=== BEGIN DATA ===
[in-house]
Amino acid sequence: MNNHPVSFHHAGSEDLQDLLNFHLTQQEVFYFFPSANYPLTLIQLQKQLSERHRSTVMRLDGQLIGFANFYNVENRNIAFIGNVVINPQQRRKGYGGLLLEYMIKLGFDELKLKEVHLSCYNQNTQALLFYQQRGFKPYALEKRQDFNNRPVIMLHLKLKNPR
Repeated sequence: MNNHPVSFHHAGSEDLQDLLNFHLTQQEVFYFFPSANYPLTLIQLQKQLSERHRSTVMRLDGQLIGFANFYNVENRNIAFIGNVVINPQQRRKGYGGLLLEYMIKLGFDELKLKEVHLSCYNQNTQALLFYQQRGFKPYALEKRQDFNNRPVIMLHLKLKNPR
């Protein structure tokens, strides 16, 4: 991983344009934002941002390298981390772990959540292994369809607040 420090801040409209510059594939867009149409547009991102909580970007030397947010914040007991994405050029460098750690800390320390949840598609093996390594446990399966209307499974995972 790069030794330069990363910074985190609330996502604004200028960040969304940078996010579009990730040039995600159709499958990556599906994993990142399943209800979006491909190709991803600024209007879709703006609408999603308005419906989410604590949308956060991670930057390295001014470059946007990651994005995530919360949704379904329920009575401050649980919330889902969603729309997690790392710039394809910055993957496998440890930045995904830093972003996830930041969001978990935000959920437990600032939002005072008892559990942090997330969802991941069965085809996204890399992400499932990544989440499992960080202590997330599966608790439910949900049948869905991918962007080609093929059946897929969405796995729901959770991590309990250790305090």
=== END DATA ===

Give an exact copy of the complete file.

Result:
[in-house]
Amino acid sequence: MNNHPVSFHHAGSEDLQDLLNFHLTQQEVFYFFPSANYPLTLIQLQKQLSERHRSTVMRLDGQLIGFANFYNVENRNIAFIGNVVINPQQRRKGYGGLLLEYMIKLGFDELKLKEVHLSCYNQNTQALLFYQQRGFKPYALEKRQDFNNRPVIMLHLKLKNPR
Repeated sequence: MNNHPVSFHHAGSEDLQDLLNFHLTQQEVFYFFPSANYPLTLIQLQKQLSERHRSTVMRLDGQLIGFANFYNVENRNIAFIGNVVINPQQRRKGYGGLLLEYMIKLGFDELKLKEVHLSCYNQNTQALLFYQQRGFKPYALEKRQDFNNRPVIMLHLKLKNPR
């Protein structure tokens, strides 16, 4: 991983344009934002941002390298981390772990959540292994369809607040 420090801040409209510059594939867009149409547009991102909580970007030397947010914040007991994405050029460098750690800390320390949840598609093996390594446990399966209307499974995972 790069030794330069990363910074985190609330996502604004200028960040969304940078996010579009990730040039995600159709499958990556599906994993990142399943209800979006491909190709991803600024209007879709703006609408999603308005419906989410604590949308956060991670930057390295001014470059946007990651994005995530919360949704379904329920009575401050649980919330889902969603729309997690790392710039394809910055993957496998440890930045995904830093972003996830930041969001978990935000959920437990600032939002005072008892559990942090997330969802991941069965085809996204890399992400499932990544989440499992960080202590997330599966608790439910949900049948869905991918962007080609093929059946897929969405796995729901959770991590309990250790305090």